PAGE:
Achieving a digital NHS

Creating a digital NHS is a national policy priority. The NHS Long Term Plan emphasised  commitment to the digital agenda and promised fully digitised secondary care services by 2024. This report looks at digitisation from the perspective of acute trusts, and examines what lessons can be learnt for national policy | Nuffield Trust

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As a new body, NHSX, has been established to lead national policy for technology, digital and data, and with the Secretary of State firmly behind plans to create a fully digital NHS, this report seeks to understand how national policy for digitisation is working from the perspective of acute trusts.

The authors spoke to 72 senior digital leaders in national organisations and NHS trusts as well as frontline health care professionals in an attempt to understand how national policy for digitisation is working from the perspective of acute trusts. The researchers wanted to know:

  • How national policy impacted on a trust’s approach to digitisation
  • How national policy was helping and hindering digital progress
  • What national policy could do differently to better support digitisation on the ground

This report sets out a number of areas that would benefit from national attention. A clear theme across all of the areas is the need for better communication and engagement between national policy makers and NHS providers.

Full report: Castle-Clarke S and Hutchings R  (2019) | Achieving a digital NHS: Lessons for national policy from the acute sector | Nuffield Trust

National Health Servers: delivering digital health for all

This research considers how technology could be adopted quicker and more widely by the NHS to improve the care that patients receive and to drive better health outcomes | Social Market Foundation

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The report sets out proposals for future development of technology in the NHS, which impact across the patient journey. The report recommends:

  • Enshrining digital rights in the NHS Constitution to make a reality of promises in the NHS Long Term Plan and to level out unwarranted variation in provision.
  • Establishing clear priorities to promote access to digital healthcare among:

– Those who are already digitally-enabled – Recent Ofcom data shows that four in five UK consumers now own smartphones.  Meanwhile, ONS data from 2018 also reveals that in the last decade the proportion of individuals using the internet for health-related activities increased from 24% to 54%.

– Those managing long-term conditions where digital tech could have a huge impact.

  • Promoting digital access among individuals with long-term conditions, including through social prescribing of digital skills where necessary.
  • Addressing the risk that technology could exacerbate existing health inequalities by prescribing devices and wearables where there is a clear health need to individuals who cannot afford these products.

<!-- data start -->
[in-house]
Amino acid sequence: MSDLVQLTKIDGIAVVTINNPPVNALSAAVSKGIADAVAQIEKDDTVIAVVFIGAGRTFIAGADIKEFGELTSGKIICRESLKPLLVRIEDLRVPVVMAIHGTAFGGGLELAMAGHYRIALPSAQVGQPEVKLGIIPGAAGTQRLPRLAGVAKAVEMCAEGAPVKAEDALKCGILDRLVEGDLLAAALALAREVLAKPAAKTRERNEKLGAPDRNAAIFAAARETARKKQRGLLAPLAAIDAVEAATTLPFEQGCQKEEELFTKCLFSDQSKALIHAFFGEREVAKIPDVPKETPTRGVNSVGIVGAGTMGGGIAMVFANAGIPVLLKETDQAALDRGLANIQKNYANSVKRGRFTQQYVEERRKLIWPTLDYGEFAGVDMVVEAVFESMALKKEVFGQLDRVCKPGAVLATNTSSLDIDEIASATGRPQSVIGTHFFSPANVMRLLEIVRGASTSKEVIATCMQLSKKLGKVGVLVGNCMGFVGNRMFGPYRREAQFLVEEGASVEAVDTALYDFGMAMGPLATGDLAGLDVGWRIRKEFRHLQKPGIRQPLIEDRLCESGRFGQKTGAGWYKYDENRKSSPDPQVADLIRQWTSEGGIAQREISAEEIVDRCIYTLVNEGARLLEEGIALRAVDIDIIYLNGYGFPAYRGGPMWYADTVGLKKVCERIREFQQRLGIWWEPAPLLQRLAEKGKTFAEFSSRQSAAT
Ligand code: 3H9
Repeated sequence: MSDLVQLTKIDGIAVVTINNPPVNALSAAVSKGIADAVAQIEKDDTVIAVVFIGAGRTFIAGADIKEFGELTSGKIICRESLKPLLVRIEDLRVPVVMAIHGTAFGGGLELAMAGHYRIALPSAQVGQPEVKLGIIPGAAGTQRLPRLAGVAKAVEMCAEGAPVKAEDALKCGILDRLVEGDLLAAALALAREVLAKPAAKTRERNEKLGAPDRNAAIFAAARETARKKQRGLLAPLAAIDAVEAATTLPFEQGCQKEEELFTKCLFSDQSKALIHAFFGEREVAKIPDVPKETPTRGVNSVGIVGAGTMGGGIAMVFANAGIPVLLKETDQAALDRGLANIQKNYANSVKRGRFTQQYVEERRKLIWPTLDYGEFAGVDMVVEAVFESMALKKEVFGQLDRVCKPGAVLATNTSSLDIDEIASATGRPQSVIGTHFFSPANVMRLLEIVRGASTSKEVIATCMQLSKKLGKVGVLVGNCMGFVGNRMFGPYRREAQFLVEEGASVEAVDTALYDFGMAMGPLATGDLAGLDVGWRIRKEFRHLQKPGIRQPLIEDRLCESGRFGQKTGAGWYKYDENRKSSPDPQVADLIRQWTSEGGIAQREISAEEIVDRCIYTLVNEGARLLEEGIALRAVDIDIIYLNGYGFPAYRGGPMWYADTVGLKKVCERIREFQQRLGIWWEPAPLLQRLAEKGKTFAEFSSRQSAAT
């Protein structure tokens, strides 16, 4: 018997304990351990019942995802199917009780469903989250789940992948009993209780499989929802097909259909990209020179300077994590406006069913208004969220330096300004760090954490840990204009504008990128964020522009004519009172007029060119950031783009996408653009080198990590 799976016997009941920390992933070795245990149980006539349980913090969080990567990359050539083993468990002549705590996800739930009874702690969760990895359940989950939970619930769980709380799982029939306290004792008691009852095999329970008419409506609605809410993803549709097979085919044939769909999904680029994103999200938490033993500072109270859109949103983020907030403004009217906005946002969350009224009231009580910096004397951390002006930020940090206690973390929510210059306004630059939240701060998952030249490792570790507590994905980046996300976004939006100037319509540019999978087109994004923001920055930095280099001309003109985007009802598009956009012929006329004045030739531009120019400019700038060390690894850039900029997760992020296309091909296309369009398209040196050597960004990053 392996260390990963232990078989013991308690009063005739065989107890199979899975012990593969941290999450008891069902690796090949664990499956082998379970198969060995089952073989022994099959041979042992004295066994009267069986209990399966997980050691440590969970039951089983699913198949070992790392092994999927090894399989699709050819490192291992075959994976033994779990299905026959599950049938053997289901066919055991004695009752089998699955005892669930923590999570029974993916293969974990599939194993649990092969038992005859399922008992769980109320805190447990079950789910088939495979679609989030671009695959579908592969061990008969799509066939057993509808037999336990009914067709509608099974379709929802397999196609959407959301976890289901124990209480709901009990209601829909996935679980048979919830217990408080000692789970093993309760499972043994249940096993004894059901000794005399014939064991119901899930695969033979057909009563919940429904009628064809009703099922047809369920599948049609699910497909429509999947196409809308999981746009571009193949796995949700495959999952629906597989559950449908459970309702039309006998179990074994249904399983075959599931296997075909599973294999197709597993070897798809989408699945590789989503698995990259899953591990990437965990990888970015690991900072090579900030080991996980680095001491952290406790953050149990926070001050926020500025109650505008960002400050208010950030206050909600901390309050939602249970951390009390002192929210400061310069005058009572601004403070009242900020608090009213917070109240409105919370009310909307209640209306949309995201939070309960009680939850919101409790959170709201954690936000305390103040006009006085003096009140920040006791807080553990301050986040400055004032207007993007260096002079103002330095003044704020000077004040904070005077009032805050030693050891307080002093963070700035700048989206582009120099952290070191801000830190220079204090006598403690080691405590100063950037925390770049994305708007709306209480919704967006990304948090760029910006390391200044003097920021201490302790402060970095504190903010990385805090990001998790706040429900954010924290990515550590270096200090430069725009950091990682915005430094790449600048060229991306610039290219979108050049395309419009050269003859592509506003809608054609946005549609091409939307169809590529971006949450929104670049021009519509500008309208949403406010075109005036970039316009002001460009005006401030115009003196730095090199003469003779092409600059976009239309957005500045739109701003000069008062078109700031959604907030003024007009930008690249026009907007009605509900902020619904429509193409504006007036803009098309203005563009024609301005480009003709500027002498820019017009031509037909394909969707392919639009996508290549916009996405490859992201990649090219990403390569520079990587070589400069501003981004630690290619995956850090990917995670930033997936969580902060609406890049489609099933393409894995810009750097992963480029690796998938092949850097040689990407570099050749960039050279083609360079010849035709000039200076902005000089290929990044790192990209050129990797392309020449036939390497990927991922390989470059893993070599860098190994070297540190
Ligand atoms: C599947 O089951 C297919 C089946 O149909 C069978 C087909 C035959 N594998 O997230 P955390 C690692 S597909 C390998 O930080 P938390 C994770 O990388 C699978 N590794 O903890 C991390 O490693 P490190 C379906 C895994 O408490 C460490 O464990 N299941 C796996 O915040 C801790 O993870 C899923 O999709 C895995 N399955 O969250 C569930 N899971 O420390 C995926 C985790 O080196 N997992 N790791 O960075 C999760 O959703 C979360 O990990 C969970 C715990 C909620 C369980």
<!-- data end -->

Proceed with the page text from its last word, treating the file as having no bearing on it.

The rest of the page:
• Enacting proposed reforms to instil interoperability across digital systems as proposed in the recent NHS Long Term Plan.
  • Opening a public debate on Electronic Patient Records and selling the benefits of patient data to the health of the UK population, as a first step towards winning consent for sharing and using data. This should include publishing an annual analysis of the estimated value of patient data to the public and NHS users, in terms of treatments developed and made available, health improvements and efficiencies recorded.

Full document: National Health Servers. Delivering digital health for all

 

Virtual reality can improve quality of life for people with dementia

Virtual reality (VR) technology could vastly improve the quality of life for people with dementia by helping to recall past memories, reduce aggression and improve interactions with caregivers, new research has discovered | University of Kent | via ScienceDaily

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Many people with dementia (PWD) residing in long-term care may face barriers in accessing experiences beyond their physical premises; this may be due to location, mobility constraints, legal mental health act restrictions, or offence-related restrictions.

In recent years, there have been research interests towards designing non-pharmacological interventions aiming to improve the Quality of Life (QoL) for PWD within long-term care.

The authors of this study explored the use of Virtual Reality (VR) as a tool to provide 360°-video based experiences for individuals with moderate to severe dementia residing in a locked psychiatric hospital.

The paper discusses the appeal of using VR for PWD, and the observed impact of such interaction. It also presents the design opportunities, pitfalls, and recommendations for future deployment in healthcare services. This paper demonstrates the potential of VR as a virtual alternative to experiences that may be difficult to reach for PWD residing within locked setting.

Full article: Tabbaa, L. et al. |  Bring the Outside In: Providing Accessible Experiences Through VR for People with Dementia in Locked Psychiatric Hospitals | Proceedings of the SIGCHI Conference on Human Factors in Computing Systems, 2019 | DOI: 10.1145/3290605.3300466

See also: VR can improve quality of life for people with dementia | ScienceDaily

Investing in health and care data analytics

Untapped potential: Investing in health and care data analytics | The Health Foundation

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This new report from the Health Foundation highlights key reasons why there should be more investment in analytical capability. The report calls for action and investment across the system so the NHS has the right people with the right tools to interpret and create value from its data. This could result in an NHS that can make faster progress on improving outcomes for patients.

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Image source: http://www.health.org.uk
Key points
  • The NHS generates a huge amount of data. Making better use of this growing mountain of information has the potential to improve care and how services are run.
  • Yet the NHS is failing to make the most of its data because there aren’t enough people with the right analytical skills to make sense of the information that is being collected.